If you’re looking for a wireless gaming mouse, you’ll need whatever your budget allows. We will make this decision easier for you. The best wireless gaming mouse is the Logitech G502 Lightspeed. It is the most versatile choice if you care about comfort, long battery life and the best selection and placement of buttons. But if you want any alternatives, you’ll find some new, solid competitors below that offer a variety of designs and features.

If you’re looking for the best wired gaming mouse, we recently made some major changes to this section. The Razer DeathAdder V2 was dethroned by a more extensive version of the Razer Basilisk V3. And for people who don’t want to spend $ 70, there is a cheaper alternative you can use.

Similar to our guide to the best gaming headsets, the following guide mainly focuses on newer models that are more likely to be seen on store shelves, as opposed to older models that can be harder to find in stock – even if they are still there worth the money.

The best wireless gaming mouse: Logitech G502 Lightspeed ($120)

Best gaming mouse: Logitech G502 Lightspeed

Logitech G502 Lightspeed Photo by Amelia Holowaty Krales / The Verge

The Logitech G502 Lightspeed is a great gaming mouse for discerning gamers who don’t want to compromise – or for casual users who just want a good, solid mouse. It’s convenient and feature-rich, and while it’s wireless, it’s a fast and accurate device that doesn’t come at a disadvantage compared to wired mice.

At $ 150, the best isn’t cheap (though you can sometimes find them for around $ 100 these days). But if you dismissed the idea of ​​investing in a high-end wireless mouse, no other model I tested in this buying guide made it so easy to justify its price. The G502 Lightspeed has the best features of Logitech’s gaming and general use mice rolled into one. The main buttons provide a satisfactory bounce response when touched and, unlike some other popular models, they click with ease no matter how your hand is on the mouse.

This mouse also has a quick release button, a feature borrowed from other Logitech consumer and gaming mice. By default, the scroll wheel moves down one webpage with each step, just like you expect the scroll wheel to work. Pressing the button releases the wheel holding mechanism, allowing it to freely float down the long side. It’s a minor feature, but it gives the mouse more versatility in certain situations, such as the ability to quickly scroll through your inventory while playing a game.

Logitech G502 Lightspeed

The G502 Lightspeed may not have the most inviting looks, but it’s amazingly comfortable to use. Photo Amelia Holowaty Krales / The Verge

Another nice feature is the inclusion of 16 grams of weights that can be inserted into the mouse to increase its resistance. Mouse weight depends on personal preference and may vary from game to game. This mouse is one of the few modern wireless devices that gives you the flexibility to add weight.

The fact that the G502 Lightspeed is wireless makes it much easier to take it with you wherever you go. But if you just can’t change the $ 150 price, I suggest you check out the $ 50 Logitech G502 Hero, which is the wired version of this mouse. It has almost all the features you’ll find in a wireless model – except, you know, wireless capabilities.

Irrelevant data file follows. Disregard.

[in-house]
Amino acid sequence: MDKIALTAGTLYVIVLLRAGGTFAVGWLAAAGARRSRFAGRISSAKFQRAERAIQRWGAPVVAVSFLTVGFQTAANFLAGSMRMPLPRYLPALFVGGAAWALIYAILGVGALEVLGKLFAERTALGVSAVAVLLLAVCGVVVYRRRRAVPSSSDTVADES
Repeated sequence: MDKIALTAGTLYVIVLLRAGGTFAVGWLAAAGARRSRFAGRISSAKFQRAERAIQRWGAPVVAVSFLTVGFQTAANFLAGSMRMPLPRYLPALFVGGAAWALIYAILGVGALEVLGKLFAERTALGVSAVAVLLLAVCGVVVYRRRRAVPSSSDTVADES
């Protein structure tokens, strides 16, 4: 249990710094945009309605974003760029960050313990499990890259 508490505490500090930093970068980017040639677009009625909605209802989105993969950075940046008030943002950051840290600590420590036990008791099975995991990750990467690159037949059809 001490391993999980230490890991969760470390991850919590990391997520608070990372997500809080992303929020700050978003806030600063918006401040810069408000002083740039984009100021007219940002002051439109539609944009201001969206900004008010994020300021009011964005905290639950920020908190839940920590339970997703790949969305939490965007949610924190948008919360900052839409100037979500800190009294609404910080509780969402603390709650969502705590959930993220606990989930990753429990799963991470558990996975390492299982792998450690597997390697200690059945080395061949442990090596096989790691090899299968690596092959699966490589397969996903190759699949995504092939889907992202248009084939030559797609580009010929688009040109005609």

The most common prediction problem is to position your mouse in Windows with a checkbox called “Increase Pointer Precision”, which is the exact opposite of what that sounds like, turn it off.

How big your hand is

The first step in choosing the right gaming mouse is determining your mouse hand size.
Measure its length (palm and fingers together) and palm width to find out if your hand is large, medium or small.

S Less than 17 cm / 6.7 inch 7.5 – 8.5 cm / 2.9 – 3.3 inch
M 17-20 cm / 6.7 – 7.9 inches 8.5 – 10 cm / 3.3 – 3.9 inches
L More than 20 cm / 7.9 inch 10 – 11 cm / 3.9 – 4.3 inches

The way you hold your mouse

While there are many variations of the mouse grip styles, the 3 main ones are: Hand, Claw, and Fingers.

As most games are played using one dominant grip style, it’s also worth mentioning that the grip can change depending on the context and situation. Find out more about what each grip style has to offer and decide which one benefits you the most.

As one of the more popular grip styles used by gamers, it offers a natural and relaxed hand position for maximum support as the entire hand and fingers are resting flat on the mouse.

While this provides a more comfortable gaming experience, it’s not so ideal for games that require large, fast movements.

This grip keeps your hand partially resting on the back of the mouse, and the fingertips grasp the buttons and sides – a compromise between comfort and greater agility.

While not as comfortable as a hand grip, claw grip is more beneficial when making large, controlled movements, such as making sudden 180-degree turns in FPS games.


This grip doesn’t touch your hand and only uses your fingertips to control the mouse – the lightest touch for the fastest movements.

Since it’s not anchored in the hand, it also means more finesse in vertical movement and is well-suited to lower mice with flatter curves.

Rate article